All Too Inhuman

The Man in the High Castle BY Philip K. Dick. Mariner Books. . $15.

The cover of The Man in the High Castle

"Their view; it is cosmic. Not of a man here, a child there, but an abstraction: race, land. Volk. Land. Blut. Ehre. Not of honorable men but of Ehre itself, honor; the abstract is real, the actual is invisible to them. Die Güte, but not good men, this good man. It is their sense of space and time. They see through the here, the now, into the vast black deep beyond, the unchanging. And that is fatal to life. Because eventually there will be no life; there was once only the dust particles in space, the hot hydrogen gases, nothing more, and it will come again." —Philip K. Dick, The Man in the High Castle

"THE ABSTRACT IS real, the actual is invisible to them": I think this sentence, from Dick's dystopian novel about what might have happened had the Nazis won, is a pretty good description of the people we're up against right now. (Well, the people we've always been up against, but who've lately seized the advantage.) They don't think of themselves as prejudiced because they don't really see flesh and blood, their own material being, let alone that of others. They've had an arbitrary idea of personhood drilled into their heads, and they're so fixated on it, and on the drudgery of life, that they never get around to measuring their idea against real people to see how close or far it comes.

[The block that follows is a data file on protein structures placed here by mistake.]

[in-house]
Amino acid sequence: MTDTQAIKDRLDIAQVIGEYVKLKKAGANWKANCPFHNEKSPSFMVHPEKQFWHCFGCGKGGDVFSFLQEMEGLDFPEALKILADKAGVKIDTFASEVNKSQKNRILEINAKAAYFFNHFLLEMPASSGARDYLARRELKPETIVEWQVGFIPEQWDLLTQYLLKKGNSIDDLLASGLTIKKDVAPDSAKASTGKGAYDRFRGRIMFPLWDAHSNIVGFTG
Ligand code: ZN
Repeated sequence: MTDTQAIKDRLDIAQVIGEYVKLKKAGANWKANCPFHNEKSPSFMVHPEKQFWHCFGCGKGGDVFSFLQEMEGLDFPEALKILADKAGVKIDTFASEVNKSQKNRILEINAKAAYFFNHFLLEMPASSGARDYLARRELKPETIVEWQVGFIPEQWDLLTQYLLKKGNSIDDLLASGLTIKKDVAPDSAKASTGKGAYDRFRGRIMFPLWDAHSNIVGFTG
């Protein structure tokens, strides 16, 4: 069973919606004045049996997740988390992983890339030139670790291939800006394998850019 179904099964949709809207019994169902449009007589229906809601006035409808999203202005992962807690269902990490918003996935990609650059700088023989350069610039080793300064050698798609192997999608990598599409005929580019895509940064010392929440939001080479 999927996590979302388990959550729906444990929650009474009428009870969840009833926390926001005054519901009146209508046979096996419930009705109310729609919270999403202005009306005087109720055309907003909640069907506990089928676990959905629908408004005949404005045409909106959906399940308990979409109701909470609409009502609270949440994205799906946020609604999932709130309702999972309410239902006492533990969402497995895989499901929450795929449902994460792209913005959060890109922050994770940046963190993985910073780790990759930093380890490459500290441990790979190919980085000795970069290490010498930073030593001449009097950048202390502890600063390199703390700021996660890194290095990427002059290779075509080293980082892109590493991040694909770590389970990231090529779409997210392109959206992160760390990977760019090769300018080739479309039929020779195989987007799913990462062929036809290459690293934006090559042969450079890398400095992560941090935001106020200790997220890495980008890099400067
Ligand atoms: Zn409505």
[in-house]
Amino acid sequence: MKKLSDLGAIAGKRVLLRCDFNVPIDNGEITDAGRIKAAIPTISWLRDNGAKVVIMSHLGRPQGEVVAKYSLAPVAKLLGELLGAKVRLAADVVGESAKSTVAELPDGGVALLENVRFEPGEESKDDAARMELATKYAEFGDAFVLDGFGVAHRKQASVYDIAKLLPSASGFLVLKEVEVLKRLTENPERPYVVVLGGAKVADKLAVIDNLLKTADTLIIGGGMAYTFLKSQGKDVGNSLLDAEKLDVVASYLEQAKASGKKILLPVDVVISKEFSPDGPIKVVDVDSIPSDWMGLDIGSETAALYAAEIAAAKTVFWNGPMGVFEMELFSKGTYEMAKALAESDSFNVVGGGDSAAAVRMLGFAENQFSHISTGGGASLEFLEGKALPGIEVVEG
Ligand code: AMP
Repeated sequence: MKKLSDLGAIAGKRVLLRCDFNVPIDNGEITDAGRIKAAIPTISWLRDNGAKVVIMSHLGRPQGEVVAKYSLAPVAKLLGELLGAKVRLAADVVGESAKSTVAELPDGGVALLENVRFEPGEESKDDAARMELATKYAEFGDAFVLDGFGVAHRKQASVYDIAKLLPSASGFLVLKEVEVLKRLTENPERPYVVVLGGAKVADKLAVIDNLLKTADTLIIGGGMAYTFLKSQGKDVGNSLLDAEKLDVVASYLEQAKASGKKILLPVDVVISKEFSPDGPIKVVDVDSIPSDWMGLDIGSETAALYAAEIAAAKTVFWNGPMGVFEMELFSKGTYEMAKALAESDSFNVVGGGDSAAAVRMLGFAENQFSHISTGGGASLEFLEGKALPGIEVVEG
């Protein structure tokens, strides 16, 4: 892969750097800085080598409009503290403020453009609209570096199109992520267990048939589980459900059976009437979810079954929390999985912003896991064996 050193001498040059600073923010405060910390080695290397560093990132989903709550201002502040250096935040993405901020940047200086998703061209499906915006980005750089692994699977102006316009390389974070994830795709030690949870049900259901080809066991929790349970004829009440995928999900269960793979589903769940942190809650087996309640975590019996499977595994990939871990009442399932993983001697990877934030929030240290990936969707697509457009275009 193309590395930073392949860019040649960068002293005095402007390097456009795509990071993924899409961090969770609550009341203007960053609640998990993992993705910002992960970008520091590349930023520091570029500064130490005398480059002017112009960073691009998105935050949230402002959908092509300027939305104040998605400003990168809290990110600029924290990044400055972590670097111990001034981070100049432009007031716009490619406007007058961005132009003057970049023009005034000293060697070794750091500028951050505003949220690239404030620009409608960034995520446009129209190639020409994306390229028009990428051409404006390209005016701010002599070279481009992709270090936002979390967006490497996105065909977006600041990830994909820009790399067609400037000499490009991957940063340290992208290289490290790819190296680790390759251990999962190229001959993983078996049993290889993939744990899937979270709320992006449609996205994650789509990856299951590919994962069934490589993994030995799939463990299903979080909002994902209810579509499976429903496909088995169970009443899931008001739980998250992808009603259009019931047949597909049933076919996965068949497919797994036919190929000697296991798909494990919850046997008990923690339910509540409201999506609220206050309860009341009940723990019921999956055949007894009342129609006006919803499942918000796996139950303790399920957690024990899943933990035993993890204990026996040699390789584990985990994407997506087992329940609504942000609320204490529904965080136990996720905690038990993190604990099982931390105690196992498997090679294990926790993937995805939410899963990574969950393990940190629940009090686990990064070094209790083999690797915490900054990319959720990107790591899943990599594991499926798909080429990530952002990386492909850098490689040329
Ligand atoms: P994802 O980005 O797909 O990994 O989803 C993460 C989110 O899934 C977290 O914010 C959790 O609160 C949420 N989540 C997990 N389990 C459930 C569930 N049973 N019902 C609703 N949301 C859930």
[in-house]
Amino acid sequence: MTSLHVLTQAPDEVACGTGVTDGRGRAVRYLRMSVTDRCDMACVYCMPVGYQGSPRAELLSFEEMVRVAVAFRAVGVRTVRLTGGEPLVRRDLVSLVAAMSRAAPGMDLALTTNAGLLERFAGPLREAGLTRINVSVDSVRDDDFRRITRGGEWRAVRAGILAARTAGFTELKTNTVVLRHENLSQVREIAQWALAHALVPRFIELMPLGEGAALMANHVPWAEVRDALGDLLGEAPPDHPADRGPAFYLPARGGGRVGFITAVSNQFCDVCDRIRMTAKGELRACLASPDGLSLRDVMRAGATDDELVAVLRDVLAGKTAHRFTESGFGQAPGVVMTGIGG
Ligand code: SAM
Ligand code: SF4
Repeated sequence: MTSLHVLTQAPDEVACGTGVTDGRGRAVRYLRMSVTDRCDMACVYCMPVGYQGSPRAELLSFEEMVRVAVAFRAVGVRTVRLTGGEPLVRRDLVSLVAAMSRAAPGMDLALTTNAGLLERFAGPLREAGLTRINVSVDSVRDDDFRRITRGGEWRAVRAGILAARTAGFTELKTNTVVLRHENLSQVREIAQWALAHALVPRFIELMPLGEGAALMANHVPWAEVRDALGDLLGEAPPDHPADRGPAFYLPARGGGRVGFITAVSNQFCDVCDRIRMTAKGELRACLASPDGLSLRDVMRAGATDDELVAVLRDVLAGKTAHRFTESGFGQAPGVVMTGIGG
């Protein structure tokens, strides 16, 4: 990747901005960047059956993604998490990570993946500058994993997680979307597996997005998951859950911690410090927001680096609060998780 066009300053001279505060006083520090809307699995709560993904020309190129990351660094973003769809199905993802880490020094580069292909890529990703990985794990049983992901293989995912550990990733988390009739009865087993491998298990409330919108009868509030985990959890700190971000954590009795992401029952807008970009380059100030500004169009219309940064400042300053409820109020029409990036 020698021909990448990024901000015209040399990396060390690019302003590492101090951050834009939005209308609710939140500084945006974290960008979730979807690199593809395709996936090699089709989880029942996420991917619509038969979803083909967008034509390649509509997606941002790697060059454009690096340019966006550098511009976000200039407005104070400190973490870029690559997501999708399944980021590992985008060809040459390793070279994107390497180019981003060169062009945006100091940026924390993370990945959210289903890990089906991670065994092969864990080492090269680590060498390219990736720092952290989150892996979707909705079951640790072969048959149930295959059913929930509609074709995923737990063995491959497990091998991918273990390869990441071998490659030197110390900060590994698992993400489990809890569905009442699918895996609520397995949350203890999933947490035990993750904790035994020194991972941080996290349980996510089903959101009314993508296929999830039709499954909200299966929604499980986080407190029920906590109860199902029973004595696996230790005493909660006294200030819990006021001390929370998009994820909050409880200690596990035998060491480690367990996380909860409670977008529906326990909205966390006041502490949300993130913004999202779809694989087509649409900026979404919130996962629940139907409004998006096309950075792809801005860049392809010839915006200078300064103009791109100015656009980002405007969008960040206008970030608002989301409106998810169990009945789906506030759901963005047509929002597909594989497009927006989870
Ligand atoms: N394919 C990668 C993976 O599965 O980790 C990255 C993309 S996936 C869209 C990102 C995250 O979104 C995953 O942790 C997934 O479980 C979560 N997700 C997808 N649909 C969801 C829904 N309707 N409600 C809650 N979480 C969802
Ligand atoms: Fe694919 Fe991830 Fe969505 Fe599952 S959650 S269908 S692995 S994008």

Which is to say: The enemy doesn't see us as fully human, because humanity is an abstraction, and our obsession with material things like food and jobs and health and safety proves that we're not actually human. We're animals, to be raised as their own needs dictate, to be coddled or slaughtered as the mood strikes them, and in general to be provided for only insomuch as it enables us to serve them, whether that means we cut their hair or make their movies or wash their dishes or harvest their crops. Who knows, maybe if we stopped doing all this and impressed their own shabby materiality on them they'd finally realize how similar we are. At any rate, we could feel good about not working for Nazis.

Dale Peck is the author of several books, including the novel Martin and John (Farrar, Straus and Giroux, 1993) and the memoir Visions and Revisions (Soho Press, 2015). He is the editor of the anthology The Soho Press Book of 80s Short Fiction (Soho Press, 2016).